California's Epic Homeless Nightmare
What's the matter with California? "It's suffering from San Fransickness," which is "pathological altruism," answers Michael Shellenberger, author of the book "San Fransicko: Why Progressives Ruin Cities."
Too many homeless people. Too little common sense. Too much magical thinking.
Shellenberger is running for governor, with a platform to undo the damage done by Gov. Gavin Newsom and the overwhelmingly Democratic Legislature with an approach to homelessness that can best be described as enabling.
A Berkeley Hills resident, the author witnessed the City by the Bay's decline as good intentions trampled common sense and homeless encampments mushroomed.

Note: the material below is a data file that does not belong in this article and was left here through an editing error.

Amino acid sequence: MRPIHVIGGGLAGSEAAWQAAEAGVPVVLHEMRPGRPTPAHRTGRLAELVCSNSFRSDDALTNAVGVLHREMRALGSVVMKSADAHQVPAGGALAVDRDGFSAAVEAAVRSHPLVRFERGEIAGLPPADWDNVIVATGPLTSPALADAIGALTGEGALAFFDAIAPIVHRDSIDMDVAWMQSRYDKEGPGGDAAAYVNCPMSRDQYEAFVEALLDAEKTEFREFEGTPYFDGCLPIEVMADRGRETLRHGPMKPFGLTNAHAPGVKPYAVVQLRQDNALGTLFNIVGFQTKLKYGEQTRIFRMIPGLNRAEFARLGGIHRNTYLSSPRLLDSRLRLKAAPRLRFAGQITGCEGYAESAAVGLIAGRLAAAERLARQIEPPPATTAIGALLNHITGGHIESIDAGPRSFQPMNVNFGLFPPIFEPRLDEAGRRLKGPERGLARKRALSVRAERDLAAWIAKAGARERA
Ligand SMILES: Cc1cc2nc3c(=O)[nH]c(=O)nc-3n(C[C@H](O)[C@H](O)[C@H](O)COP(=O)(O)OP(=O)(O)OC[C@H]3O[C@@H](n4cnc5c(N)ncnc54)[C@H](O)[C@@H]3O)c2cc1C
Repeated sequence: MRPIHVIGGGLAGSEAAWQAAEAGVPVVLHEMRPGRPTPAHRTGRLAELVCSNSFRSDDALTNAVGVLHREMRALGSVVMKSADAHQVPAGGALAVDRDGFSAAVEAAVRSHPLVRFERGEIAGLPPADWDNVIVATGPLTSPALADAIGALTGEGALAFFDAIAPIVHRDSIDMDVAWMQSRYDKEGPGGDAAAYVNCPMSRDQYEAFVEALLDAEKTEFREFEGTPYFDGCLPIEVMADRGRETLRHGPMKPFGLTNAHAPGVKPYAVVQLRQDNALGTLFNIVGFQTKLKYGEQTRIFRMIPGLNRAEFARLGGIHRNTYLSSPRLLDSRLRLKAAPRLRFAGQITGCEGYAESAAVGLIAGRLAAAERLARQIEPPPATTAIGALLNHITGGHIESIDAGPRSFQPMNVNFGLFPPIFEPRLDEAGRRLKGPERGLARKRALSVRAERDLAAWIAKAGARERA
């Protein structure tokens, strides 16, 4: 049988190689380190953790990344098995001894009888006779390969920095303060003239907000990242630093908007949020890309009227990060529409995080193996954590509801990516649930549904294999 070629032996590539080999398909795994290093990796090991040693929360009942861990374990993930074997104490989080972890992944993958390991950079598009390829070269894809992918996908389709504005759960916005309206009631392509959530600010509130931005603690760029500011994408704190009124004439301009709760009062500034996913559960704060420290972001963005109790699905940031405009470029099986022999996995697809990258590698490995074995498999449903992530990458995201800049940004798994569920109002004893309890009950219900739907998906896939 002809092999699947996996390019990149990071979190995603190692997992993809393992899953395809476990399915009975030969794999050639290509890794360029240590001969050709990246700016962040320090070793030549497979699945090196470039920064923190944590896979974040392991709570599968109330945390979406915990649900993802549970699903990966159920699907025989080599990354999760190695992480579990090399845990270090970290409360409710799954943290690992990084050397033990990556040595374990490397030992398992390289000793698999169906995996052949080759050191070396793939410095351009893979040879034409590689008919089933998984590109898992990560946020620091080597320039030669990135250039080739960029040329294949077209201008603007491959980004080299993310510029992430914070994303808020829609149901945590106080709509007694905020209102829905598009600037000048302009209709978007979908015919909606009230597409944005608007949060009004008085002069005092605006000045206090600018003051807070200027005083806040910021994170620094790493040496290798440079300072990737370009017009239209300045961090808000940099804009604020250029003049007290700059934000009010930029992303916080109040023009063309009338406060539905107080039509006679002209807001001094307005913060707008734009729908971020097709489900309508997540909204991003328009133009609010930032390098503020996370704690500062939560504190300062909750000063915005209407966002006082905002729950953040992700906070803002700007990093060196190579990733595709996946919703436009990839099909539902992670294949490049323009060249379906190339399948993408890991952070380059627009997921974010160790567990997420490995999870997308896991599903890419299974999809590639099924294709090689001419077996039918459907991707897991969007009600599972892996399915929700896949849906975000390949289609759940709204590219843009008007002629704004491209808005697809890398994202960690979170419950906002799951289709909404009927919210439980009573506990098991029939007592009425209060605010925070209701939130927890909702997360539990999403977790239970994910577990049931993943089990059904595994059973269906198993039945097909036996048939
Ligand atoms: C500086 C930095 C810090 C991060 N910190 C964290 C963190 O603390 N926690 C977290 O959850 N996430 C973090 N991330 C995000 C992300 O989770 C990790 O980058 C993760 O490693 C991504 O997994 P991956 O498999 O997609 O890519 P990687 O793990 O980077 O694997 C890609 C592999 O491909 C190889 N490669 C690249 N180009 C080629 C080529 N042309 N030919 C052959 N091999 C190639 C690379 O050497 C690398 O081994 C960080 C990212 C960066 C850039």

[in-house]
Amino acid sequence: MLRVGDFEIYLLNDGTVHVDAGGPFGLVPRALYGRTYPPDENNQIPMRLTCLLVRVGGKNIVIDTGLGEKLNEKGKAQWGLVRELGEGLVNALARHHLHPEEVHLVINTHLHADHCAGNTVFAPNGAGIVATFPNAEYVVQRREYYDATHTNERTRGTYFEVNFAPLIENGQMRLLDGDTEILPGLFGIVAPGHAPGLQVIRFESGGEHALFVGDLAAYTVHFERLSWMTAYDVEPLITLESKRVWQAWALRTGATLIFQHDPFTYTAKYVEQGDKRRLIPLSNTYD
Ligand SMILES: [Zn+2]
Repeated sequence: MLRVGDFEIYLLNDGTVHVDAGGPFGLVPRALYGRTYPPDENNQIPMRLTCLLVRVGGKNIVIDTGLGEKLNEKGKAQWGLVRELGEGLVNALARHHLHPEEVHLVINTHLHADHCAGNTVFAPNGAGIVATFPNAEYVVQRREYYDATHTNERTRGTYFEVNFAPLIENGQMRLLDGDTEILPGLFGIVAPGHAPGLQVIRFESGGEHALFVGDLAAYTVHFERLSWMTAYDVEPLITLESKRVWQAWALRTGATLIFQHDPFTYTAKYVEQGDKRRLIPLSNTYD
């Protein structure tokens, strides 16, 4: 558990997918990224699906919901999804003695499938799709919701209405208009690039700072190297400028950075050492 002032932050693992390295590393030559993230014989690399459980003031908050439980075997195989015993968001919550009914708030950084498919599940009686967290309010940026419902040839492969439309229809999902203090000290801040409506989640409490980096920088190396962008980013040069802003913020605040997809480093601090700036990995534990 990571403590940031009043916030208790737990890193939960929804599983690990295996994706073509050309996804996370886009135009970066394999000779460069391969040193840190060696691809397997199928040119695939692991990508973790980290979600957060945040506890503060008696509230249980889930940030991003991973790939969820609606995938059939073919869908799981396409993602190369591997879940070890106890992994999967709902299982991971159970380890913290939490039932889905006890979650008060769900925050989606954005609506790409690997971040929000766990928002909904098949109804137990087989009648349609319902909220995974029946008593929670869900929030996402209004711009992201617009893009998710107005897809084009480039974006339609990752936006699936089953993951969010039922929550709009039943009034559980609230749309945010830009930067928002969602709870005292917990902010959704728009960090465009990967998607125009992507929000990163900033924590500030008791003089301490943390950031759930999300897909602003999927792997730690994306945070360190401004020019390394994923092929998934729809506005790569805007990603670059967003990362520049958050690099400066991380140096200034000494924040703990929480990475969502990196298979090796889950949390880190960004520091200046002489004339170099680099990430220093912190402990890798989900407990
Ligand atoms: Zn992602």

In Oakland this week, he tells me over a Zoom call, he visited an encampment that is a mile long.
Shellenberger's remedy can be condensed into three Ps: policing, psychiatry and probation.
His focus is not on what people do behind closed doors, but the normalization of drug addicts shooting up and camping out in public spaces -- and getting away with it because they've convinced the left they all are victims of circumstances beyond their control.
The result: San Francisco's unsheltered homeless population spiked between 2005 and 2020, while the unsheltered homeless populations in New York, Chicago and Miami decreased.
In California's two-tier primary system, the second-highest vote getter in the June 7 primary will run against the front-runner in November.
Newsom may have won last year's recall handily, but here's how you know he knows that he is vulnerable: Newsom is running ads against state Sen. Brian Dahle, a Republican.